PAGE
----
For all the time cybersecurity leaders have spent protecting data at rest and creating consent processes for the data that websites collect, a recent spate of lawsuits focus attention on an entirely different part of the tech stack — the data that websites collect, and more specifically, how this data is collected from users’ browsers.

Tracking the web trackers has been a blind spot for many companies. Gaining access just to see the full extent of what’s happening between third parties and users’ browsers is hard enough; monitoring and protecting this vastly expanded attack surface requires new tools and a new outlook altogether.

When does this tracking cross the line and become actionable? Three recent lawsuits are helping security executives and privacy experts to answer that question.

In June 2022, Meta was sued for violating patient privacy with its data tracking pixel. Marketers use the pixel to hone and track the effectiveness of ad campaigns, but when this tracker starts inadvertently collecting data about medical symptoms or medications, the stakes are raised. The suit claims the Meta pixel is sharing protected health information (PHI) with Facebook without patient permission, which is a HIPAA violation. A related lawsuit was then filed on July 25, 2022 against the University of California San Francisco Medical Center and Dignity Health, since they served the Meta pixel that shared the information. While it’s likely that these hospitals didn’t know the extent of what the pixel was doing, that’s really the problem. The extent of what third-party trackers can do on a company’s behalf is out of control.

Then a claim against Oracle, a registered data broker, was made claiming the company is tracking and monitoring more than 4.5 billion people. The issue at hand is the use of “proxies” to track sensitive data that advertisers have agreed not to track. Then a month later, several lawsuits emerged related to session recording tools and their violation of a number of state wiretapping and privacy invasion laws. 

Which companies will see lawsuits next?

The common theme in these lawsuits is that third-party trackers have too much access to online users’ data and not enough oversight. Healthcare companies aren’t the only ones who should worry. Financial services, e-commerce and education are all highly-regulated and have consumers that demand privacy, making them likely targets that can learn from these recent actions.

Which other companies are at risk of being sued in similar lawsuits? How best can companies protect themselves from lawsuits and truly protect their users’ personal information online? LOKKER scanned more than 5,000 healthcare and hospital websites and 3,000 financial services websites to determine the extent of these pixels across the internet in these sectors.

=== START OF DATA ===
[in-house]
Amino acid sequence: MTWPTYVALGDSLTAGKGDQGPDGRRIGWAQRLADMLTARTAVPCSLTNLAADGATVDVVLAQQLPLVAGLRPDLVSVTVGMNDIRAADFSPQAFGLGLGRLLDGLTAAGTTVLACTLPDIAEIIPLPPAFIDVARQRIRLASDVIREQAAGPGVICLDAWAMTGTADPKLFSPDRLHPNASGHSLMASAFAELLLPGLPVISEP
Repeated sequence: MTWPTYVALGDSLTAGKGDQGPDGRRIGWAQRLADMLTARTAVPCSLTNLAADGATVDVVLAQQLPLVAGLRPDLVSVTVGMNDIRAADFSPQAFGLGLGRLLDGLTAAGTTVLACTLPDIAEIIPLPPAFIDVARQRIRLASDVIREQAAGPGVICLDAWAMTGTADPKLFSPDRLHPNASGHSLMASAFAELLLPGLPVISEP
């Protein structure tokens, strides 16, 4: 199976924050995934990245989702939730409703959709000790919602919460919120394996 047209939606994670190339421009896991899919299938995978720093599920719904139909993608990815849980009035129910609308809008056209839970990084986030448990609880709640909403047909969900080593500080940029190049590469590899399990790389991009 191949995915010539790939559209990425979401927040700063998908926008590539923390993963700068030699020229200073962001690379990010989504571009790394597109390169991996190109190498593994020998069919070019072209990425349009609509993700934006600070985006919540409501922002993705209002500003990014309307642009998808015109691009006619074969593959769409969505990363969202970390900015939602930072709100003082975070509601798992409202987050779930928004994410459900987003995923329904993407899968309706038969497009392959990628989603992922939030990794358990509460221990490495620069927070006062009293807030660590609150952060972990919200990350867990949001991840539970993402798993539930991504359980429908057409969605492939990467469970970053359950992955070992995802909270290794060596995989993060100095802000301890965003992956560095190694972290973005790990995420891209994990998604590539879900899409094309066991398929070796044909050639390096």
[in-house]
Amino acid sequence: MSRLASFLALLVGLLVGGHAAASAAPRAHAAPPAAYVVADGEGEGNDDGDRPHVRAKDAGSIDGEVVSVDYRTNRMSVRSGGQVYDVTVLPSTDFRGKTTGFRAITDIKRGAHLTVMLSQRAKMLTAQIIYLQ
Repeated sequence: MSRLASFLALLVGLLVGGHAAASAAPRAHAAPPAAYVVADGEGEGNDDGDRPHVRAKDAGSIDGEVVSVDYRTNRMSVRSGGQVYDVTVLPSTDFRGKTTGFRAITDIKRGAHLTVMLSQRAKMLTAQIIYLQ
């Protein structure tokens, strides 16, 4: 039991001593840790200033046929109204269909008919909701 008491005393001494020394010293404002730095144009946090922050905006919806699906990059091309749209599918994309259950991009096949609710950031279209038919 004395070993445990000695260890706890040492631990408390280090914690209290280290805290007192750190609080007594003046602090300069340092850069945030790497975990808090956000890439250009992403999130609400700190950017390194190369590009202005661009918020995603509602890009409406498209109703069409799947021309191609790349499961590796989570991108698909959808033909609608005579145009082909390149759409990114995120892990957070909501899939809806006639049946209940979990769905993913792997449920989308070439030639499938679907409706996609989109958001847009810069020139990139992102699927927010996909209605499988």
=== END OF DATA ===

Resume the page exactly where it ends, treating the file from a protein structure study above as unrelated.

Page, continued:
Percent of healthcare and hospital websites using

Percent of financial services websites using

















How to protect users’ personal information

In the short term to avoid a lawsuit, companies need to know exactly what data is being collected from their web visitors and make sure that it’s listed in their privacy policy. The tricky part is that many of these third-party scripts are built using other third-party software themselves, so the oversharing grows exponentially and it’s increasingly difficult to manage. On average, more than 70% of the code loaded into the browser is coming from a third party, rather than from the sites users visit.

A long-term solution to this data privacy issue is to stop focusing on just complying, and instead focus on protecting. Organizations need better tools to use throughout the software development lifecycle. They need tools that provide complete visibility and control over unauthorized data collection as the default state, without impacting the user experience.

Organizations should have an inventory of all the third-party trackers on the website so that they can easily compare it to what’s disclosed in their company’s privacy policy and proactively block data from being shared with apps that have no business getting a copy of user data.